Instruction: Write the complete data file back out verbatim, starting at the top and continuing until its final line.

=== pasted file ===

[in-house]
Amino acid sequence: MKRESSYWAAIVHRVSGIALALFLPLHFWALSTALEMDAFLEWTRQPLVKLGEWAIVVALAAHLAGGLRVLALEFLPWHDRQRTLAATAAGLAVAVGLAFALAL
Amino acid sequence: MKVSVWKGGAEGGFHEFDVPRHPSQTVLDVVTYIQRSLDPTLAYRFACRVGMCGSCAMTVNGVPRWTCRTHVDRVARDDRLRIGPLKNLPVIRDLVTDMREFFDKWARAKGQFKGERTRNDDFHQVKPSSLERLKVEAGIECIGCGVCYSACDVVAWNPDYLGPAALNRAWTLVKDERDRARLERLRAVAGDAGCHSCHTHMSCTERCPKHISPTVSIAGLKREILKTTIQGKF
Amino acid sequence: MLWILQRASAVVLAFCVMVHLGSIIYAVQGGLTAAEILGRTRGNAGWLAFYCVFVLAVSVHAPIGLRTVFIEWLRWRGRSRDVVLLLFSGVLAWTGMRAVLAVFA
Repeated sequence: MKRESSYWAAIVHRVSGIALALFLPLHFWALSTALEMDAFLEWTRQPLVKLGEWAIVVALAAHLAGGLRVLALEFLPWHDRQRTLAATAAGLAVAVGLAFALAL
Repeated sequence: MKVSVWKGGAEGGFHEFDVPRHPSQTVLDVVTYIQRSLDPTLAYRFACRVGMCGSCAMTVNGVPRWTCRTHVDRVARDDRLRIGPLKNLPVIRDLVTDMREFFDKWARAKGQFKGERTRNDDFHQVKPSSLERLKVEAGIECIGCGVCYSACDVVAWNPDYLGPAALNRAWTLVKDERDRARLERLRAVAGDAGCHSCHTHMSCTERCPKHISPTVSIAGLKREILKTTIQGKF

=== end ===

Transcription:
[in-house]
Amino acid sequence: MKRESSYWAAIVHRVSGIALALFLPLHFWALSTALEMDAFLEWTRQPLVKLGEWAIVVALAAHLAGGLRVLALEFLPWHDRQRTLAATAAGLAVAVGLAFALAL
Amino acid sequence: MKVSVWKGGAEGGFHEFDVPRHPSQTVLDVVTYIQRSLDPTLAYRFACRVGMCGSCAMTVNGVPRWTCRTHVDRVARDDRLRIGPLKNLPVIRDLVTDMREFFDKWARAKGQFKGERTRNDDFHQVKPSSLERLKVEAGIECIGCGVCYSACDVVAWNPDYLGPAALNRAWTLVKDERDRARLERLRAVAGDAGCHSCHTHMSCTERCPKHISPTVSIAGLKREILKTTIQGKF
Amino acid sequence: MLWILQRASAVVLAFCVMVHLGSIIYAVQGGLTAAEILGRTRGNAGWLAFYCVFVLAVSVHAPIGLRTVFIEWLRWRGRSRDVVLLLFSGVLAWTGMRAVLAVFA
Repeated sequence: MKRESSYWAAIVHRVSGIALALFLPLHFWALSTALEMDAFLEWTRQPLVKLGEWAIVVALAAHLAGGLRVLALEFLPWHDRQRTLAATAAGLAVAVGLAFALAL
Repeated sequence: MKVSVWKGGAEGGFHEFDVPRHPSQTVLDVVTYIQRSLDPTLAYRFACRVGMCGSCAMTVNGVPRWTCRTHVDRVARDDRLRIGPLKNLPVIRDLVTDMREFFDKWARAKGQFKGERTRNDDFHQVKPSSLERLKVEAGIECIGCGVCYSACDVVAWNPDYLGPAALNRAWTLVKDERDRARLERLRAVAGDAGCHSCHTHMSCTERCPKHISPTVSIAGLKREILKTTIQGKF